Both releases received critical acclaim but had mixed commercial success.
Two follow-up singles "Lucky Day" and "Yo-Yo" both gained equally positive critical responses but failed commercially.
The group enjoyed 20 consecutive top ten singles, spawning five albums and positive critical responses.
In 2008, after releasing a pale skin make-up collection titled Dainty Doll, Roberts advocated the ban of underage usage of tanning beds with the documentary Nicola Roberts: The Truth About Tanning.
It was at this time that Roberts was in the midst of several problems, including the death of her manager and leaving home.
The most problematic, though, was the constant media criticism of her image, in which critics labelled her "unattractive".
Girls Aloud as a group enjoyed many successes, including two entries into the Guinness Book of World Records for "Most Successful Reality Television Group" and "Most Consecutive Top Ten Entries in the UK by a female group".
The group earned four UK number one singles, twenty consecutive UK top ten singles and critically they have been well-received with most albums, although Roberts found at times critical opinion was "less than desirable".
The third album, Chemistry, saw a critical improvement, but failed to enter the UK top ten.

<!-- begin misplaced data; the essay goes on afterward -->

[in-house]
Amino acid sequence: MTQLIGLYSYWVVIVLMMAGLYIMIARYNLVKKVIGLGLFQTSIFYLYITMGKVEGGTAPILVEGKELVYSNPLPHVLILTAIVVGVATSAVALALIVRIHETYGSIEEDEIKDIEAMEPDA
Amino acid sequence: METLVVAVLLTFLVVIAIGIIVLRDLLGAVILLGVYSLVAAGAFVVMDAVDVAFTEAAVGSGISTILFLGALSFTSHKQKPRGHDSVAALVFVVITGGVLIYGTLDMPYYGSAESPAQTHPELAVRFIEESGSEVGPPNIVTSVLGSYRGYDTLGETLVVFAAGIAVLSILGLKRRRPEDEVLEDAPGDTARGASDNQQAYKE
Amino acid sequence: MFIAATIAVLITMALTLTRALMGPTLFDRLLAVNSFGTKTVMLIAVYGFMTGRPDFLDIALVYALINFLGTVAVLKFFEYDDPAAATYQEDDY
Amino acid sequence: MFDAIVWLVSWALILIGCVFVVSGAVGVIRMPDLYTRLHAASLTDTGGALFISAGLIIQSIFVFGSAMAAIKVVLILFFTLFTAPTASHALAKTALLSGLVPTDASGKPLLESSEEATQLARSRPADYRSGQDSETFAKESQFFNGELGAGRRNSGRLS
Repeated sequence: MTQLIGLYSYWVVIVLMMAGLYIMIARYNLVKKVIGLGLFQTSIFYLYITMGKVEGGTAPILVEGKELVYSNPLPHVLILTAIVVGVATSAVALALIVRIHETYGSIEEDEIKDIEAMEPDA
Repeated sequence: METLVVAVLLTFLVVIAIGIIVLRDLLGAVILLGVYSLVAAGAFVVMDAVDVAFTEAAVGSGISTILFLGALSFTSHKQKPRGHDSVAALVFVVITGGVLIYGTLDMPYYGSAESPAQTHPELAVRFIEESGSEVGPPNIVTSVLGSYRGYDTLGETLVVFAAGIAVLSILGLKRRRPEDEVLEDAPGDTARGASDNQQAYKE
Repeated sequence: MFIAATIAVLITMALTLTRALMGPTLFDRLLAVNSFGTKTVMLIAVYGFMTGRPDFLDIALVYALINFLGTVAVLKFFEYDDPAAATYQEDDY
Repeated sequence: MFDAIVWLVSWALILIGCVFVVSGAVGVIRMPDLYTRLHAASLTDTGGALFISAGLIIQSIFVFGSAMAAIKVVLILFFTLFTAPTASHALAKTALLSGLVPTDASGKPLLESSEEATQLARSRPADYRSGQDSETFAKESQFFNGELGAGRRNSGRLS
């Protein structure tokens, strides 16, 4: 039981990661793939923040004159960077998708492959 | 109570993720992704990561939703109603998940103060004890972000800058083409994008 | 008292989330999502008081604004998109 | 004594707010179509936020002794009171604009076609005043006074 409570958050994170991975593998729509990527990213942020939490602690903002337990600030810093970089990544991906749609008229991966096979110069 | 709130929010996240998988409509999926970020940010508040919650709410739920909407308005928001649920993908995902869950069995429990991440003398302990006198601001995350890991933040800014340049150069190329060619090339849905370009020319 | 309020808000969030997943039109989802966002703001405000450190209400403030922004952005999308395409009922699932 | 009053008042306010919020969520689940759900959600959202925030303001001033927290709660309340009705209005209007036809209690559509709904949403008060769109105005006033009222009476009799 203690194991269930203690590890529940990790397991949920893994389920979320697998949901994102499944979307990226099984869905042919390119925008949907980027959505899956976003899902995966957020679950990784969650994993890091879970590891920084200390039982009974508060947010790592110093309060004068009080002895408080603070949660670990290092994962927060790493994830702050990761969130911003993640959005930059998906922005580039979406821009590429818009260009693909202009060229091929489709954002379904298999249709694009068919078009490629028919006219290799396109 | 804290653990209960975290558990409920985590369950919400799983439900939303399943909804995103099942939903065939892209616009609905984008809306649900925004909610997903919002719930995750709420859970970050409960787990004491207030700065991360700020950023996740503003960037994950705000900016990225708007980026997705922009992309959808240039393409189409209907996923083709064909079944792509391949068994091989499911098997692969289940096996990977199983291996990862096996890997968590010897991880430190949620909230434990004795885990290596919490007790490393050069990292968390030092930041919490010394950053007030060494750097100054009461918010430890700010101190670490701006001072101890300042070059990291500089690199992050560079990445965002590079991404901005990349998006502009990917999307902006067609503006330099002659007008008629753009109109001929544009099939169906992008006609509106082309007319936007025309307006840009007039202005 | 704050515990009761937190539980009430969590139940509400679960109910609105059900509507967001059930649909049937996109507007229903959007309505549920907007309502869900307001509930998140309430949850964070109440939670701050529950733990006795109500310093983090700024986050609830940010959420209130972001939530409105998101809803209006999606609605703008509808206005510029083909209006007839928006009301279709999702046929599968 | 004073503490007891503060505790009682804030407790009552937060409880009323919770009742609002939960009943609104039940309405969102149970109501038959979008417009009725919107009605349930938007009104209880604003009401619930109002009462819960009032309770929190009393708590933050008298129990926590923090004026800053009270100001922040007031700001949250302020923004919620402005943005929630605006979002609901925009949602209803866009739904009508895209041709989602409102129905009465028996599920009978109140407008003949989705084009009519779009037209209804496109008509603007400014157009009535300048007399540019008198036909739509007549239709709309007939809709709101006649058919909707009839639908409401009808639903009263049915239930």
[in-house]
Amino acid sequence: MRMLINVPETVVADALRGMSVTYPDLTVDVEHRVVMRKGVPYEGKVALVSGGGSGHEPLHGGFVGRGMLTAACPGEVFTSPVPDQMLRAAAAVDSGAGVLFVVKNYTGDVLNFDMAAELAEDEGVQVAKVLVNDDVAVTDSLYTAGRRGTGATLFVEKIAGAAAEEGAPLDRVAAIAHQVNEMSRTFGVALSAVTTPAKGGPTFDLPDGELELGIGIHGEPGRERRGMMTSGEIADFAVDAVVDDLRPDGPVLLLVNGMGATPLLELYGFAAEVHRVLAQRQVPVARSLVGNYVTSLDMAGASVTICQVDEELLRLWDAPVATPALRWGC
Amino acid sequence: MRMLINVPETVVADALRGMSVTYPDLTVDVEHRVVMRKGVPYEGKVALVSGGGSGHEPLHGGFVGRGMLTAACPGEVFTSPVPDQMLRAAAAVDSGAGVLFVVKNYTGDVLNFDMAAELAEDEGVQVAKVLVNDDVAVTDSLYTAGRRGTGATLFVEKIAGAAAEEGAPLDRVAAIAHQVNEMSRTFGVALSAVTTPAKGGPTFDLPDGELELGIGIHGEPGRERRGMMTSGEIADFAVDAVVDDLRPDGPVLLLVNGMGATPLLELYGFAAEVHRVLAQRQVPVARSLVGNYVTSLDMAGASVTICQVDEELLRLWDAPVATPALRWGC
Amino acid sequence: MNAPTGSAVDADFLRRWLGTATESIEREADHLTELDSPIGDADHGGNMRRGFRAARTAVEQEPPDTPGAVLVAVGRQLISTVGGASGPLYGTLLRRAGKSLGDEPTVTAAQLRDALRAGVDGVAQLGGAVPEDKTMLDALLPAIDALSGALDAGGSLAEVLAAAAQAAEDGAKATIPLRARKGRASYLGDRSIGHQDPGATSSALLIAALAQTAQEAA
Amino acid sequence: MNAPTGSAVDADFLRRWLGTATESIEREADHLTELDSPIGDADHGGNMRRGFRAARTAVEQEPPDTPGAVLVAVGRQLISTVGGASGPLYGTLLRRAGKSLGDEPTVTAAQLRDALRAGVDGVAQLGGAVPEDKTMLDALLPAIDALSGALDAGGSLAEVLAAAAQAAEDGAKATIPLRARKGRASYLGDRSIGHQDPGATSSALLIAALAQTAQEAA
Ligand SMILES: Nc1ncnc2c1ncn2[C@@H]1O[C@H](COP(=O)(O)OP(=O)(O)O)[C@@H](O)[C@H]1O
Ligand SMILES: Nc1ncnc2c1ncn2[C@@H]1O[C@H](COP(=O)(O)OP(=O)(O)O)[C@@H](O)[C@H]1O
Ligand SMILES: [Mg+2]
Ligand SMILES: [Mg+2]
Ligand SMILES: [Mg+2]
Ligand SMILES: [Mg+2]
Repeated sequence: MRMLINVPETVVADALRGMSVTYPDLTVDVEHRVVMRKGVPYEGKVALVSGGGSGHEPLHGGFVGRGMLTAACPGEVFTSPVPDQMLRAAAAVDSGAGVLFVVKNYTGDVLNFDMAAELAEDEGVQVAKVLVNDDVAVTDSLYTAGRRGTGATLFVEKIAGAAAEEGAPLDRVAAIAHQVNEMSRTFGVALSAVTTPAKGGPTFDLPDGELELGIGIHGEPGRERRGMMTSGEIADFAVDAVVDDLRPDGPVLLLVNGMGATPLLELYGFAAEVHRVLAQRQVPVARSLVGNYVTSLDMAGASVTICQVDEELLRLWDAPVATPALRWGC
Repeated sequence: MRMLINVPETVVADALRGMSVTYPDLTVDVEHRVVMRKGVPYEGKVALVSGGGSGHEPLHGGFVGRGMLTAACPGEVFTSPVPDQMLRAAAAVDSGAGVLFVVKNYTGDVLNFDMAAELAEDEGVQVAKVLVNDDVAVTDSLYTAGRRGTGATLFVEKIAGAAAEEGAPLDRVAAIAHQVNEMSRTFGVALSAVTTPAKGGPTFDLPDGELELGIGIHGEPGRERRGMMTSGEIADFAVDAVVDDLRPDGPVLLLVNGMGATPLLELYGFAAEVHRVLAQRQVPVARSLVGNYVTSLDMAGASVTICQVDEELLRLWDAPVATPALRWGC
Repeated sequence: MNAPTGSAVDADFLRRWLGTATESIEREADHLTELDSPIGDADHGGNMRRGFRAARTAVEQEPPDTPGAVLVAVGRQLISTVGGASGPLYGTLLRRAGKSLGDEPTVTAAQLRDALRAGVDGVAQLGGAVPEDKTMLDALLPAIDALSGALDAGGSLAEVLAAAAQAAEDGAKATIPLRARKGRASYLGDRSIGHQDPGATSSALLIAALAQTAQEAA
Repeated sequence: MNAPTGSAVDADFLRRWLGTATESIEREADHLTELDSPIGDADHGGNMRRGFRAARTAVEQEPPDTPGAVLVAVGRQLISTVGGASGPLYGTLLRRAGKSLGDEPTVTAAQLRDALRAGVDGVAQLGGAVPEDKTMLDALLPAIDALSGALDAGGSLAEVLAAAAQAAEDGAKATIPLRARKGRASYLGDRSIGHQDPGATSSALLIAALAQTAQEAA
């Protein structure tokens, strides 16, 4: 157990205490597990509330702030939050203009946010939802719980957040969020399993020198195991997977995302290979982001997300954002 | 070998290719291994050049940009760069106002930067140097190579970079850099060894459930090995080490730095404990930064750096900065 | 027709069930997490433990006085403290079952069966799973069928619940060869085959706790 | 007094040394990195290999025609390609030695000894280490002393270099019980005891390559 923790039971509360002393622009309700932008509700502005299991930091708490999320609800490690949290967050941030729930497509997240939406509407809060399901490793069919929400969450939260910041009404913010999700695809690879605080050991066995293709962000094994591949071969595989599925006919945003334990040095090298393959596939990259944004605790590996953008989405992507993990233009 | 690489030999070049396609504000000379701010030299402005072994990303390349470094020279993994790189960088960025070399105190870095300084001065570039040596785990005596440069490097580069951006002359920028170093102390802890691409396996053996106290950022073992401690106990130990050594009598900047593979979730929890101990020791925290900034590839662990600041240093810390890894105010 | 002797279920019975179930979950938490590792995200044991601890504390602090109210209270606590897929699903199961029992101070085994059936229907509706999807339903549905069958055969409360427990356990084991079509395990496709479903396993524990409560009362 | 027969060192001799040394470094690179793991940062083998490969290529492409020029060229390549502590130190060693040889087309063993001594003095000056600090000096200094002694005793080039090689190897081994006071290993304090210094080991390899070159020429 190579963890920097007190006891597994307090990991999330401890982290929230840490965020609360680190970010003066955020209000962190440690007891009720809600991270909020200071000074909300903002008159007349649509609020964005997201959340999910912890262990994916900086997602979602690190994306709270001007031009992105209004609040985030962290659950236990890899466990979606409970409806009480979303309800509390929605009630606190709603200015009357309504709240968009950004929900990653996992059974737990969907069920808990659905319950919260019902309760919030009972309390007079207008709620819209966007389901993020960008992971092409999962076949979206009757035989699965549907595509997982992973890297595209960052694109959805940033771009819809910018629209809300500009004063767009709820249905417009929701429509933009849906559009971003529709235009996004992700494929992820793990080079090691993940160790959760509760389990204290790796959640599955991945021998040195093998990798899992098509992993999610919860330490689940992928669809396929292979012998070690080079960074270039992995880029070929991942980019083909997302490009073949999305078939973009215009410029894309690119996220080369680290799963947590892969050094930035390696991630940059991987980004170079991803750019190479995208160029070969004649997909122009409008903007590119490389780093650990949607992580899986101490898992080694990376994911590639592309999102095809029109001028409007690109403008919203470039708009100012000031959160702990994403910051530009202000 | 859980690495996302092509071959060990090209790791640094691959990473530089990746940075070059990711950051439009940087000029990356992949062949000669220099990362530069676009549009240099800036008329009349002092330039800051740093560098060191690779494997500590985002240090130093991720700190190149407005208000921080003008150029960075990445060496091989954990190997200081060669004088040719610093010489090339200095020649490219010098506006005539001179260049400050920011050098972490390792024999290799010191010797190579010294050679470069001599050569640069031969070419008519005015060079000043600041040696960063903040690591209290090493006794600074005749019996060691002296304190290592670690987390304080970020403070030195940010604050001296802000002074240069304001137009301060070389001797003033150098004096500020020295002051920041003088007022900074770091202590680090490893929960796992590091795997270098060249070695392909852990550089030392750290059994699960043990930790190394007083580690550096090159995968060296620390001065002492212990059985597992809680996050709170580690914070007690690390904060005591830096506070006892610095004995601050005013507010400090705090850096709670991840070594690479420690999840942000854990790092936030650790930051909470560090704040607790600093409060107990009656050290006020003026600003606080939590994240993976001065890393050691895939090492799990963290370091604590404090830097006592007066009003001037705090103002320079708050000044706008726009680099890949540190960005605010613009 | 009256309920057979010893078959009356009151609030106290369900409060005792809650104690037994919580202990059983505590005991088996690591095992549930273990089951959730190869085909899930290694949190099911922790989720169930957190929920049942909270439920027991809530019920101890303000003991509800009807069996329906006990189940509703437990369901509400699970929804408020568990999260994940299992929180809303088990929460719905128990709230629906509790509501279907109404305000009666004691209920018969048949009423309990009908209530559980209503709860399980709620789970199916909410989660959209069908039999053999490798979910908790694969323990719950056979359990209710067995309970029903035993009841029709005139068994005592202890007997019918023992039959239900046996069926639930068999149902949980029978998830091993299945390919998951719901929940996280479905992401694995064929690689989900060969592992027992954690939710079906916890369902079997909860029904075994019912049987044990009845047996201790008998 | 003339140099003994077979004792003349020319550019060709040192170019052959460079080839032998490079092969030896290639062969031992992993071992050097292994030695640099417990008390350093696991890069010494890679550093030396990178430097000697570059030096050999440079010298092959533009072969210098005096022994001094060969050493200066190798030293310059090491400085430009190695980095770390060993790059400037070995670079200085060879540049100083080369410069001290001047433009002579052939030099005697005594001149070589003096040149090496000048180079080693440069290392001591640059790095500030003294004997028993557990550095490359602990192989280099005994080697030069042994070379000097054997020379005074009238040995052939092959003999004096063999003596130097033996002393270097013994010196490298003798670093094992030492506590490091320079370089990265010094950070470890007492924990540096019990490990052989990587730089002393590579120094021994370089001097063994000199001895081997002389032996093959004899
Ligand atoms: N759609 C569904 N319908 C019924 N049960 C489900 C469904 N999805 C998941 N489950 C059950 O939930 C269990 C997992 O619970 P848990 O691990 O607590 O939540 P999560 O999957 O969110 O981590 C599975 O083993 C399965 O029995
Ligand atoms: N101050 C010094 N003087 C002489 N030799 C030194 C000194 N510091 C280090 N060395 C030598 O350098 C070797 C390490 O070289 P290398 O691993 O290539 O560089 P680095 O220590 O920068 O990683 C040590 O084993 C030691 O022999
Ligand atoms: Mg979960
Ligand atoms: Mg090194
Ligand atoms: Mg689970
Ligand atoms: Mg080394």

At the time of her birth, her father was working for the RAF and the resulting pay led to financial struggles which saw her father move to work for Ford Motor Company whilst her mother became a photographer to help the family monetary problems.
Academically, Roberts performed well, leaving school with ten GCSEs, but she declared her dislike of school and began discussing a musical career which led her to work with several girl groups recording demo tracks in several cases.
Their debut single "Sound of the Underground" topped the UK Singles chart.
This success helped them win the competition and they were later entered in Guinness World Records as the most successful reality television music-group.